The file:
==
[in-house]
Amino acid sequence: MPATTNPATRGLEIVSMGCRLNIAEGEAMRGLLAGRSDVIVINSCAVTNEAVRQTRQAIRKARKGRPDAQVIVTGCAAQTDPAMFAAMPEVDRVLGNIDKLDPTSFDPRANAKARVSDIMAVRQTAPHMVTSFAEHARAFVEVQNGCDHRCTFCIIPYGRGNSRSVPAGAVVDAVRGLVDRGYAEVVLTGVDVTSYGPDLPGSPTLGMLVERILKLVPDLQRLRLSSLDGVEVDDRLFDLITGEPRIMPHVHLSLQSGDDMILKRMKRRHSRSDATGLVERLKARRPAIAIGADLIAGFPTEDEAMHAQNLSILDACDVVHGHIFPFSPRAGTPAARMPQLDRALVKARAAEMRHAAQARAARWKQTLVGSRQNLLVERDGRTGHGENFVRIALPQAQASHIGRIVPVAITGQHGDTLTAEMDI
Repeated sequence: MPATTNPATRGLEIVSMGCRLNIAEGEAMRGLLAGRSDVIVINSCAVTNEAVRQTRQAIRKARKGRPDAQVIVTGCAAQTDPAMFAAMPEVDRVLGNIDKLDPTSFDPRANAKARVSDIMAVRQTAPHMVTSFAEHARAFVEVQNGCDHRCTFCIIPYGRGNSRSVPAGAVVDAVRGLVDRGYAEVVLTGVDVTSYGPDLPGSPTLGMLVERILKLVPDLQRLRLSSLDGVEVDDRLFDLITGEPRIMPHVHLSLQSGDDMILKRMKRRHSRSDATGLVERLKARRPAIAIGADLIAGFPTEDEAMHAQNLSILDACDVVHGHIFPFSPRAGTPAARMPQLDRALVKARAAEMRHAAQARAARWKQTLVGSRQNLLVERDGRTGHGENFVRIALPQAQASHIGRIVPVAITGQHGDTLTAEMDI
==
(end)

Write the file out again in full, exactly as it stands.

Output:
[in-house]
Amino acid sequence: MPATTNPATRGLEIVSMGCRLNIAEGEAMRGLLAGRSDVIVINSCAVTNEAVRQTRQAIRKARKGRPDAQVIVTGCAAQTDPAMFAAMPEVDRVLGNIDKLDPTSFDPRANAKARVSDIMAVRQTAPHMVTSFAEHARAFVEVQNGCDHRCTFCIIPYGRGNSRSVPAGAVVDAVRGLVDRGYAEVVLTGVDVTSYGPDLPGSPTLGMLVERILKLVPDLQRLRLSSLDGVEVDDRLFDLITGEPRIMPHVHLSLQSGDDMILKRMKRRHSRSDATGLVERLKARRPAIAIGADLIAGFPTEDEAMHAQNLSILDACDVVHGHIFPFSPRAGTPAARMPQLDRALVKARAAEMRHAAQARAARWKQTLVGSRQNLLVERDGRTGHGENFVRIALPQAQASHIGRIVPVAITGQHGDTLTAEMDI
Repeated sequence: MPATTNPATRGLEIVSMGCRLNIAEGEAMRGLLAGRSDVIVINSCAVTNEAVRQTRQAIRKARKGRPDAQVIVTGCAAQTDPAMFAAMPEVDRVLGNIDKLDPTSFDPRANAKARVSDIMAVRQTAPHMVTSFAEHARAFVEVQNGCDHRCTFCIIPYGRGNSRSVPAGAVVDAVRGLVDRGYAEVVLTGVDVTSYGPDLPGSPTLGMLVERILKLVPDLQRLRLSSLDGVEVDDRLFDLITGEPRIMPHVHLSLQSGDDMILKRMKRRHSRSDATGLVERLKARRPAIAIGADLIAGFPTEDEAMHAQNLSILDACDVVHGHIFPFSPRAGTPAARMPQLDRALVKARAAEMRHAAQARAARWKQTLVGSRQNLLVERDGRTGHGENFVRIALPQAQASHIGRIVPVAITGQHGDTLTAEMDI